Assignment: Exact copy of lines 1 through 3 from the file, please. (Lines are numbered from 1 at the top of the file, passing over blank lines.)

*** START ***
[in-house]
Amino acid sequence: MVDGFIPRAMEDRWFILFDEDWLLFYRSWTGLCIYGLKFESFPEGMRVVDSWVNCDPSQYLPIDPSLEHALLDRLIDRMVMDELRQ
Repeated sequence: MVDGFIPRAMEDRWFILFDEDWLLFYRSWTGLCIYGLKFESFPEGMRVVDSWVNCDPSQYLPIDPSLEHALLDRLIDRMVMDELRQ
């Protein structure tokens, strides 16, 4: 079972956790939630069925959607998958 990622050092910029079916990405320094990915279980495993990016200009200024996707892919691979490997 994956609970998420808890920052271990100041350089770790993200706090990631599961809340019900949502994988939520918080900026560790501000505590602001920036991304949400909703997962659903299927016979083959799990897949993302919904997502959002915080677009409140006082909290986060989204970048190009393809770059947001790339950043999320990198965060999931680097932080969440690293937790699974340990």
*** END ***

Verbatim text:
[in-house]
Amino acid sequence: MVDGFIPRAMEDRWFILFDEDWLLFYRSWTGLCIYGLKFESFPEGMRVVDSWVNCDPSQYLPIDPSLEHALLDRLIDRMVMDELRQ
Repeated sequence: MVDGFIPRAMEDRWFILFDEDWLLFYRSWTGLCIYGLKFESFPEGMRVVDSWVNCDPSQYLPIDPSLEHALLDRLIDRMVMDELRQ